Below you will find a picture of my breakout board. I soldered a couple extra pins since I want to experiment with USB.
Very important: You may notice that I have some little tiny capacitors (0.1uF) soldered between the power pins (the one on the top is the most visible in the picture). You need to mount your capacitors between each pair of VDD/VSS pins (including AVDD/AVSS). How you do this is completely up to you, but it must be done and they should be rather close to the microcontroller itself. If you don’t it is entirely possible that when the microcontroller first turns on and powers up (specifically at the first falling edge of the internal clock cycle), the inductance created by the flying power wires we have will create a voltage spike that will either cause a malfunction or damage. I’ve broken microcontrollers by forgetting the decoupling caps and I’m not eager to do it again.
Step 3: Connect the breadboard and programmer
Cheap STLinkV2 Clone
Don’t do this with the programmer plugged in.
On the right you will see my STLinkV2 clone which I will use for this project. Barely visible is the pinout. We will need the following pins connected from the programmer onto our breadboard. These come off the header on the non-USB end of the programmer. Pinouts may vary. Double check your programmer!
- 3.3V: We will be using the programmer to actually power the microcontroller since that is the simplest option. I believe this pin is Pin 7 on my header.
- GND: Obviously we need the ground. On mine this was Pin 4.
- SWDIO: This is the data for the SWD bus. Mine has this at Pin 2.
- SWCLK: This is the clock for the SWD bus. Mine has this at Pin 6.
You may notice in the above picture that I have an IDC cable coming off my programmer rather than the dupont wires. I borrowed the cable from my AVR USBASP programmer since it was more available at the time rather than finding the dupont cables that came with the STLinkV2.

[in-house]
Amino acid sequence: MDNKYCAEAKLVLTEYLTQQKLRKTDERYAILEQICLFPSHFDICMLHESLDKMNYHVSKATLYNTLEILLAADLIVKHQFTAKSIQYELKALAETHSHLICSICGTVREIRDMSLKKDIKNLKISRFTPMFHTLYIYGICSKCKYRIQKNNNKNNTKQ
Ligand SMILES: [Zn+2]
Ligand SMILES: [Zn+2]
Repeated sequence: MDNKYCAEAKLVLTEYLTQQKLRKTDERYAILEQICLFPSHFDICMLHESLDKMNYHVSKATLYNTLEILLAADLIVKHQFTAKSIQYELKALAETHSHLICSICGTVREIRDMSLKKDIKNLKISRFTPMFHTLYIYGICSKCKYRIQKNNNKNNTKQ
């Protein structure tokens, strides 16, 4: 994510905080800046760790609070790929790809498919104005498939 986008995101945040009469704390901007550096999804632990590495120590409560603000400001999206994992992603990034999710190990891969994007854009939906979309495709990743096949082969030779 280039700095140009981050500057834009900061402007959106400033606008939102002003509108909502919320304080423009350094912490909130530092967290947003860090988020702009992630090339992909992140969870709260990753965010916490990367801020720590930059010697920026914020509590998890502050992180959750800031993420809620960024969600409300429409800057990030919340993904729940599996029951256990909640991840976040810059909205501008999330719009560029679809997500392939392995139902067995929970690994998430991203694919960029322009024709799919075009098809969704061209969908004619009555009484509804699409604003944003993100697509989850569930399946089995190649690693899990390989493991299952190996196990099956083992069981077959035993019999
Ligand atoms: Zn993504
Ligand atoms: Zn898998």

Next, we need to connect the following pins on the breadboard:
- STM32 [A]VSS pins 8, 23, 35, and 47 connected to ground.
- STM32 [A]VDD pins 9, 24, 36, and 48 connected to 3.3V.
- STM32 pin 34 to SWDIO.
- STM32 pin 37 to SWCLK.
- STM32 PB0 pin 18 to a resistor connected to the anode of an LED. The cathode of the LED goes to ground. Pin 19 (PB1) can also be connected in a similar fashion if you should so choose.
Here is my breadboard setup:
STM32F103C8 Breadboard Setup
Step 4: Download the STM32F1xx C headers
Project Repository: https://github.com/kcuzner/stm32f103c8-blink
Since we are going to write a program, we need the headers. These are part of the STM32CubeF1 library found here.
Visit the page and download the STM32CubeF1 zip file. It will ask for an email address. If you really don’t want to give them your email address, the necessary headers can be found in the project github repository.
Alternately, just clone the repository. You’ll miss all the fun of poking around the zip file, but sometimes doing less work is better.
The STM32CubeF1 zip file contains several components which are designed to help people get started quickly when programming STM32s. This is one thing that ST definitely does better than Freescale. It was so difficult to find the headers for the Kinetis microcontrollers that almost gave up at that point. Anyway, inside the zip file we are only interested in the following:
- The contents of Drivers/CMSIS/Device/ST/STM32F1xx/Include. These headers contain the register definitions among other things which we will use in our program to reference the peripherals on the device.
- Drivers/CMSIS/Device/ST/STM32F1xx/Source/Templates/gcc/startup_stm32f103xb.s. This contains the assembly code used to initialize the microcontroller immediately after reset. We could easily write this ourselves, but why reinvent the wheel?
- Drivers/CMSIS/Device/ST/STM32F1xx/Source/Templates/system_stm32f1xx.c. This contains the common system startup routines referenced by the assembly file above.